Are you considering taking on a non-executive role in 2024 or are you already on a board looking to improve your skills and performance?

Throughout 2023, some of our members have shared their perspectives and experiences on preparing for a non-executive director role, what to look for in an organisation, and how to make the most of your role once you’re on the board. Whether you’re new to NED positions or looking to take your career to the next level, these tips will help you navigate the world of non-executive directorship with confidence and success.

Ama Ocansey, head of Equity, Diversity & Inclusion at BNP Paribas and non-executive board member

Ama Ocansey – UK Head of Diversity and Inclusion for BNP Paribas, NED at Financial Inclusion Forum 

  • Through my first NED role, I gained many skills that helped me develop confidence at work. 
  • A board role can benefit your day job by allowing you to gain knowledge and expertise. It won’t feel like additional work as you learn so much.
  • If you work for a global organisation, look internally for board roles.
  • Be quite selective about the roles that you take because not everything you were offered you should do.
  • Do something that you’re interested in. Do something that you’re passionate about.
  • Be intentional about what it is you need to bring to a board and what your skillsets are.
  • Join an organisation like Women on Boards, network and get to know people. Tell people you’re interested in being a NED so they think of you when opportunities come up!

Listen to Ama’s Success Story podcast here.

Bushra Ahmed , Women on Boards member bursary participant and campaigner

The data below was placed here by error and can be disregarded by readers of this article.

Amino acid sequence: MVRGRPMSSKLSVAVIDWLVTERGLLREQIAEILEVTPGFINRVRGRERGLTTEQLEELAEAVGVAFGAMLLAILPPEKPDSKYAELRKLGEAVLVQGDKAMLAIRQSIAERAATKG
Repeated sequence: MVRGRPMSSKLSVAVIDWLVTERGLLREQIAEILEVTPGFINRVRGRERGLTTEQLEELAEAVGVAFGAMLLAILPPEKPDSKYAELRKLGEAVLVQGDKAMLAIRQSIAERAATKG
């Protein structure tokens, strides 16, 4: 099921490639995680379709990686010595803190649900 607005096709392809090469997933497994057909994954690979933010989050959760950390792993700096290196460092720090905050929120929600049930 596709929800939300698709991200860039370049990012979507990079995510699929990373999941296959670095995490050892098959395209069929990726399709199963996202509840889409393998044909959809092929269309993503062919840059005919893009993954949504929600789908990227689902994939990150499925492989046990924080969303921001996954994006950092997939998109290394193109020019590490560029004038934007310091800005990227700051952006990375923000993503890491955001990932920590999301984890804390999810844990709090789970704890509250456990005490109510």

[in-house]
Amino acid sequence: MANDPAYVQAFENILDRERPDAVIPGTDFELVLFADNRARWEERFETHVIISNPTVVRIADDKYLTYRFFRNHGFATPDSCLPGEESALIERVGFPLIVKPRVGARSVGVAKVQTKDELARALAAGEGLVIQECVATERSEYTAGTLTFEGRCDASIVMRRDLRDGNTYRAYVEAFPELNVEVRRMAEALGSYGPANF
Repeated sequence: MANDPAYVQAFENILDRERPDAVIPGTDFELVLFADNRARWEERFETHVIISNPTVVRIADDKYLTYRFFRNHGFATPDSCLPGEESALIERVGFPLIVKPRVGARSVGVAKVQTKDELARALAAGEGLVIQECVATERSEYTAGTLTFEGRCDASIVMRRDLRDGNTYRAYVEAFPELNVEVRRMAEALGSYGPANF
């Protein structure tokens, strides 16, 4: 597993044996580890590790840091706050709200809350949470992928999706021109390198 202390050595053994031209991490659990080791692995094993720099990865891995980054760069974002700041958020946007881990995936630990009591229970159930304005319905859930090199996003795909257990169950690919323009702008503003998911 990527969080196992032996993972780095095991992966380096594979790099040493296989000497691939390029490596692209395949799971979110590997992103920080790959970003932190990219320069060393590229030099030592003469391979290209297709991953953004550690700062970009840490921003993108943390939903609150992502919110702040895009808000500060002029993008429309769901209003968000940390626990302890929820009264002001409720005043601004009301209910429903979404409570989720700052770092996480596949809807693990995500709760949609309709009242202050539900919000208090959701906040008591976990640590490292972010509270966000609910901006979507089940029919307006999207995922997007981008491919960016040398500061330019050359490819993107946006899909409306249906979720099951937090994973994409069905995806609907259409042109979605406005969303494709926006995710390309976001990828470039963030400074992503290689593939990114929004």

Bushra Ahmed – Founder West Croydon Voice; trustee of Lloyds Bank Foundation, 50:50 Parliament and HomeStart UK.

  • It’s not about how educated you are; it’s about your commitment to that board and the passion that you bring.
  • If you want to bring people on your board, make sure you’re going to welcome them and make sure you feel as if they belong. If they feel they belong, you will get so much more out of those people.
  • All board members have the same power to speak and share their points and bring what they want to bring to the table.
  • Look for boards that want to open up. Sometimes, they will mention that they are looking for diversity. Whether that’s bringing in women or women of colour, people with disabilities, LGBTQ, or whatever, look for organisations that are slightly open because if you’re going into an organisation that isn’t even looking for it, it’s really difficult.

Read Bushra’s Success Story here.

Busola Sodeinde – NED at Hargreave Hale AIM VCT, TR Property Investment Trust plc, The Ombudsman Services and Trustee at The Scouts

  • When they appoint you, ask yourself, why am I here? What voice is missing in this board? Where can I add the value?
  • When you go into a board, it’s important not to put yourself under pressure. Don’t think, “What’s my voice going to be on day one?” Just give yourself time. It would start to evolve in itself. The more you listen, the more you challenge.
  • As a board member, it’s important to understand the culture of that organisation, how they receive feedback and how they want to be challenged.
  • You may find yourself in a sector that isn’t familiar, but your functional role can translate.
  • The NED role is different [than your executive job]. It’s gentler, but it’s different in that you really want to contribute and are passionate about it. Because of that, you have to invest your own personal time. You have to read a lot more. You have to go to conferences a bit more. You have to network a bit more.